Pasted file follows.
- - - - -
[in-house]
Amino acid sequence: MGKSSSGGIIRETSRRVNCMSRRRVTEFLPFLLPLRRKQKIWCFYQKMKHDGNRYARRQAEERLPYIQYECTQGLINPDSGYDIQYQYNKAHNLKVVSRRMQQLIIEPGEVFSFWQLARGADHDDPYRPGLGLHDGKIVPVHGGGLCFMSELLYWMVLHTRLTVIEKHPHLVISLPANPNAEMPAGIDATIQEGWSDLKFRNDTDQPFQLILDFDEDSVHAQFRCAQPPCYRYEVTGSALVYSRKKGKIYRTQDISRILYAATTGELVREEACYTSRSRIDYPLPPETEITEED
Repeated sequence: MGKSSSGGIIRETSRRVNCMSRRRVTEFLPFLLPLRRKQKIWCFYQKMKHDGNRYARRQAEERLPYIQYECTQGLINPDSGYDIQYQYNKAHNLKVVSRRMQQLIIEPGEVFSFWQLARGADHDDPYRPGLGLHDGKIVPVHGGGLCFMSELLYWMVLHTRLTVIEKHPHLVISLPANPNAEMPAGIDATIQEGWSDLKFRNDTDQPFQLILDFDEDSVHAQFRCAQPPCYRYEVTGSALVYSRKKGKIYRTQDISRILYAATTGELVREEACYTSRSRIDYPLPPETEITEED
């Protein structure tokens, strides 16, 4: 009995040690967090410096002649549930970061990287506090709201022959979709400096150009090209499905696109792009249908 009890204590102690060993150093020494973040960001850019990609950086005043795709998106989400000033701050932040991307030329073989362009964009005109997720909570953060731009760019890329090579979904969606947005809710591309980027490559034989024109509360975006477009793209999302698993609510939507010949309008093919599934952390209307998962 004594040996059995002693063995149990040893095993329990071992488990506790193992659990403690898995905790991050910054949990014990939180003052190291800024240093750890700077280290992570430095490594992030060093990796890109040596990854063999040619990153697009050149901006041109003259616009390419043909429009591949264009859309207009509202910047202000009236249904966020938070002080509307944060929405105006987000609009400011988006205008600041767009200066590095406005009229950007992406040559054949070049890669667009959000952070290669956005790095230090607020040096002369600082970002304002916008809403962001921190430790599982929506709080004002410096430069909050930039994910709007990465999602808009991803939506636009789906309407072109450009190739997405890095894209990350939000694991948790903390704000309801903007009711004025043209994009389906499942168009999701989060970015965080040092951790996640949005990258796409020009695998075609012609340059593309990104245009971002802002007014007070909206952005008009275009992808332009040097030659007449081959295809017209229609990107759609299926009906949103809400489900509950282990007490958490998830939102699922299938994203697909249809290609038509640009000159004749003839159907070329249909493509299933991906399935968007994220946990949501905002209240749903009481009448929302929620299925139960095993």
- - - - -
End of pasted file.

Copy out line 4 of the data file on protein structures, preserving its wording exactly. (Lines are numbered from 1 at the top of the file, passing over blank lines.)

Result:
């Protein structure tokens, strides 16, 4: 009995040690967090410096002649549930970061990287506090709201022959979709400096150009090209499905696109792009249908 009890204590102690060993150093020494973040960001850019990609950086005043795709998106989400000033701050932040991307030329073989362009964009005109997720909570953060731009760019890329090579979904969606947005809710591309980027490559034989024109509360975006477009793209999302698993609510939507010949309008093919599934952390209307998962 004594040996059995002693063995149990040893095993329990071992488990506790193992659990403690898995905790991050910054949990014990939180003052190291800024240093750890700077280290992570430095490594992030060093990796890109040596990854063999040619990153697009050149901006041109003259616009390419043909429009591949264009859309207009509202910047202000009236249904966020938070002080509307944060929405105006987000609009400011988006205008600041767009200066590095406005009229950007992406040559054949070049890669667009959000952070290669956005790095230090607020040096002369600082970002304002916008809403962001921190430790599982929506709080004002410096430069909050930039994910709007990465999602808009991803939506636009789906309407072109450009190739997405890095894209990350939000694991948790903390704000309801903007009711004025043209994009389906499942168009999701989060970015965080040092951790996640949005990258796409020009695998075609012609340059593309990104245009971002802002007014007070909206952005008009275009992808332009040097030659007449081959295809017209229609990107759609299926009906949103809400489900509950282990007490958490998830939102699922299938994203697909249809290609038509640009000159004749003839159907070329249909493509299933991906399935968007994220946990949501905002209240749903009481009448929302929620299925139960095993």